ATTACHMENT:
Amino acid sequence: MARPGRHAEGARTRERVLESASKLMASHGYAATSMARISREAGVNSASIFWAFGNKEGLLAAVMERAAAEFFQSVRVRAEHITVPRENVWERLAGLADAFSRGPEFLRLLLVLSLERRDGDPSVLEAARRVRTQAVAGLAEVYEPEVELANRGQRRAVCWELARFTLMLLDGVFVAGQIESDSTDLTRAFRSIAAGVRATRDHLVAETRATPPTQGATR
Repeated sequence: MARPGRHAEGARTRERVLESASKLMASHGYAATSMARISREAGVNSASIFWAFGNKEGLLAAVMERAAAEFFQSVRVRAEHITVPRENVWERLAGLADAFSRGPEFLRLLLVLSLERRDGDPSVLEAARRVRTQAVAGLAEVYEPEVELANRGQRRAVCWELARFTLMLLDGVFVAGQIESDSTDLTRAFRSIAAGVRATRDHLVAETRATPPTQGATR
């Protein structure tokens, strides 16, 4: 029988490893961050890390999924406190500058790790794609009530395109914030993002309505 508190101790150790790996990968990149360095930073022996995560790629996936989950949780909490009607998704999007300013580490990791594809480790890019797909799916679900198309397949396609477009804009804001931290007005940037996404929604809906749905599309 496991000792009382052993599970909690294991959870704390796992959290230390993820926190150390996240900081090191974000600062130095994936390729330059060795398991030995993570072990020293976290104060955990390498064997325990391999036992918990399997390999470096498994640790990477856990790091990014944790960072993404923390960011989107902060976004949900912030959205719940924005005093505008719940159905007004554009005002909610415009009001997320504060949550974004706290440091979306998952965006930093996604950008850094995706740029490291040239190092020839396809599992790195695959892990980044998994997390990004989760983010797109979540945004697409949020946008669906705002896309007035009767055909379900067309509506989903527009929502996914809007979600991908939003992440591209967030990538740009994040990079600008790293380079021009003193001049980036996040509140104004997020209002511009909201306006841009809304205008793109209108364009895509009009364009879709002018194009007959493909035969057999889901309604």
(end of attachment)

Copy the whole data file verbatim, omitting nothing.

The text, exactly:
Amino acid sequence: MARPGRHAEGARTRERVLESASKLMASHGYAATSMARISREAGVNSASIFWAFGNKEGLLAAVMERAAAEFFQSVRVRAEHITVPRENVWERLAGLADAFSRGPEFLRLLLVLSLERRDGDPSVLEAARRVRTQAVAGLAEVYEPEVELANRGQRRAVCWELARFTLMLLDGVFVAGQIESDSTDLTRAFRSIAAGVRATRDHLVAETRATPPTQGATR
Repeated sequence: MARPGRHAEGARTRERVLESASKLMASHGYAATSMARISREAGVNSASIFWAFGNKEGLLAAVMERAAAEFFQSVRVRAEHITVPRENVWERLAGLADAFSRGPEFLRLLLVLSLERRDGDPSVLEAARRVRTQAVAGLAEVYEPEVELANRGQRRAVCWELARFTLMLLDGVFVAGQIESDSTDLTRAFRSIAAGVRATRDHLVAETRATPPTQGATR
């Protein structure tokens, strides 16, 4: 029988490893961050890390999924406190500058790790794609009530395109914030993002309505 508190101790150790790996990968990149360095930073022996995560790629996936989950949780909490009607998704999007300013580490990791594809480790890019797909799916679900198309397949396609477009804009804001931290007005940037996404929604809906749905599309 496991000792009382052993599970909690294991959870704390796992959290230390993820926190150390996240900081090191974000600062130095994936390729330059060795398991030995993570072990020293976290104060955990390498064997325990391999036992918990399997390999470096498994640790990477856990790091990014944790960072993404923390960011989107902060976004949900912030959205719940924005005093505008719940159905007004554009005002909610415009009001997320504060949550974004706290440091979306998952965006930093996604950008850094995706740029490291040239190092020839396809599992790195695959892990980044998994997390990004989760983010797109979540945004697409949020946008669906705002896309007035009767055909379900067309509506989903527009929502996914809007979600991908939003992440591209967030990538740009994040990079600008790293380079021009003193001049980036996040509140104004997020209002511009909201306006841009809304205008793109209108364009895509009009364009879709002018194009007959493909035969057999889901309604």